199. The BBA suggested a range of intervention tools that could be considered, including the suspension of dealing in the distressed bank's shares whilst the situation was stabilised, handing control to the senior management of an acquiring bank or special administrator, and maintaining critical banking functions through a bridge bank arrangement or by one bank assuming operational control of the distressed bank.[435] In order to maintain competitiveness, the BBA argued, consumers ought to be able to choose the new institution they wanted to bank with, rather than all accounts (or blocks of accounts) being transferred to a designated institution.[436]

200. Sir Callum McCarthy admitted that there were "certainly things we can learn from the US experience where they have the ability to deal with a failure rapidly and in a way which enables them to take powers to deal with a failing bank".[437] The Chancellor of the Exchequer indicated his support for the concept of a special resolution regime:

    we will have proposals in the future … which will allow us to separate out depositors' cash and then get it paid out as quickly as we can, should [a bank failure] happen in the future.[438]

201. Under the current system, where depositors' funds can be tied up for months upon the failure of a financial institution, depositors have a clear and strong incentive to join a bank run and withdraw their deposits. This incentive would remain, even if depositors were guaranteed eventually to receive 100% of all of their deposits, if the inconvenience of being unable to access savings for prolonged periods is not tackled. Because of the potential impact of bank runs on financial stability, we recommend that insured deposits at a failing bank be ring-fenced by the relevant authority, to reassure customers that their insured deposits are safe and accessible. This will require a special resolution regime for financial institutions. We note that the Tripartite authorities currently have no means of quickly resolving a failing bank. The new special resolution regime we propose would grant powers for the relevant authority to establish a "Bridge Bank" which would take over and continue to run the failing institution with the aim of quickly returning it to health, and returning it to the private sector, either as a standalone organisation, or as part of another bank. The relevant authority should also have the power to employ a third-party financial institution to manage a failing bank's deposits, if that would facilitate the smooth administration of the failing bank. In carrying out such an operation, the relevant authority should have an obligation to resolve the situation at least cost to the taxpayer.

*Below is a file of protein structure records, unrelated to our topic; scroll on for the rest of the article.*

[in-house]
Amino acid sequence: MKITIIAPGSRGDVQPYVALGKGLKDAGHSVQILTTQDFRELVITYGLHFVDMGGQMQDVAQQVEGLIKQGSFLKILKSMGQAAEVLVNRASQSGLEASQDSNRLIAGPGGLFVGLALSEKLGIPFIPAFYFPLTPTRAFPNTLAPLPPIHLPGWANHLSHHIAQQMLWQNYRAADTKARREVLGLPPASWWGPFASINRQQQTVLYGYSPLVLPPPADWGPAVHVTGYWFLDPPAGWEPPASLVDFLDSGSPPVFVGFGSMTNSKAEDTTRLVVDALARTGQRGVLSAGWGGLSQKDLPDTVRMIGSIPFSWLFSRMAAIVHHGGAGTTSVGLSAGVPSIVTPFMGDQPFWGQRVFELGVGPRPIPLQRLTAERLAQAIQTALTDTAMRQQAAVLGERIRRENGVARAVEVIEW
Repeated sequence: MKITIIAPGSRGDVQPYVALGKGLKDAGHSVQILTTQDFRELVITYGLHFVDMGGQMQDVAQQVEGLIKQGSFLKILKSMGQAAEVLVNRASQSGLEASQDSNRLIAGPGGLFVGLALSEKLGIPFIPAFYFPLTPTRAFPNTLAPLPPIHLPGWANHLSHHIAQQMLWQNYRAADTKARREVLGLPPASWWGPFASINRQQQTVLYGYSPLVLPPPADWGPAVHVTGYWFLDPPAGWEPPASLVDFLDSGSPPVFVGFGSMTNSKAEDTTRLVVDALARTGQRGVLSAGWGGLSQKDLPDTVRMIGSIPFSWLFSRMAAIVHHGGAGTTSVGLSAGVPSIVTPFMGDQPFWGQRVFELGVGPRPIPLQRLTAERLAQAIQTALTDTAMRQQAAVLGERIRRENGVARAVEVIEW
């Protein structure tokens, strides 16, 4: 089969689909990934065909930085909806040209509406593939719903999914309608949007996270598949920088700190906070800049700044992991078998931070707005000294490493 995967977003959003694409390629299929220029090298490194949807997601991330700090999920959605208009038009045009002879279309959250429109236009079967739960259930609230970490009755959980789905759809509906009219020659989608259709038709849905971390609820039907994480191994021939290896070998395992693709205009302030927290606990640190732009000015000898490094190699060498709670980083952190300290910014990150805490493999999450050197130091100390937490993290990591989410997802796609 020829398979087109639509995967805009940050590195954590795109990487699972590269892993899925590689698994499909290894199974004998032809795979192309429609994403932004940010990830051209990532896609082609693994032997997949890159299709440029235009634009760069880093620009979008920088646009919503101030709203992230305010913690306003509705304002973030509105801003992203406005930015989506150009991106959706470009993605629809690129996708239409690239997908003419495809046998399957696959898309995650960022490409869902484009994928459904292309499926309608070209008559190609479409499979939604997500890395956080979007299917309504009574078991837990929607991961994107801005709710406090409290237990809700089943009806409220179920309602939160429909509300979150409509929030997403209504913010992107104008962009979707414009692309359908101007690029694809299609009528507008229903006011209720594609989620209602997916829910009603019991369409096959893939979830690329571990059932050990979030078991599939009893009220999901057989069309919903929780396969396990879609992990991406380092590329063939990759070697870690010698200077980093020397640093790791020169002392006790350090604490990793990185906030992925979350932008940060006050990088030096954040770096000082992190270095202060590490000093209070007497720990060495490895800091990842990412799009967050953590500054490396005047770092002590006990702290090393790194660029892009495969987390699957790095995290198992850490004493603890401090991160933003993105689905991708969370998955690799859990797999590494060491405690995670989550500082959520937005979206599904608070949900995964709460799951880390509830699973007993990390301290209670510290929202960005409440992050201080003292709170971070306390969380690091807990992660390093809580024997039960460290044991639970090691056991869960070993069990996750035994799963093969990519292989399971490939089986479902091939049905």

202. The BBA raised concerns about the potential impact that a special resolution regime might have on the cost of funding for UK deposit-taking institutions. If depositors were to be prioritised over other creditors, investing in UK banks would consequently become relatively less attractive. Bank creditors would demand higher interest rates to compensate them for taking on a greater risk that they would not receive repayment of their loan. The BBA argued that "an increase in funding costs could seriously dampen the competitive position of UK banks".[439] The FSA also warned that, if the Government were to change insolvency law, it would have to be very careful because that would change the relative attractiveness of investing in banks. The FSA argued that, before making a particular change, it would be very important to consider the overall effect on the banking system.[440] We recognise that the ring-fencing of insured deposits, and transfer of them to a third party, would be to the detriment of other creditors of banks, and that this might serve to increase banks' funding costs. However, we believe that this is a cost that the banking industry must bear, because we view a special resolution regime "to be" an essential pillar of an effective system for ensuring financial stability.

203. Following the introduction of a special resolution regime, shareholders would see no change to their ranking position in the event of the winding-up of a bank, because they already occupy the lowest rank. Nevertheless, shareholders will still be affected by the proposals we suggest. Shareholders will, for example, lose the comfort blanket of believing that the State will step in to prevent their company from failing. As we noted earlier, the view of the Governor of the Bank of England was that the expectation that the authorities would try to avoid insolvency put a floor under Northern Rock's share price, and this prevented the authorities from intervening to implement a reorganisation of the bank.[441] The Governor went on to say that the reorganisation of Northern Rock had been made "much more difficult by the fact that the shareholders can block what seems to be a sensible discussion of reorganisation by the people who are financing the vast bulk of the balance sheet".[442]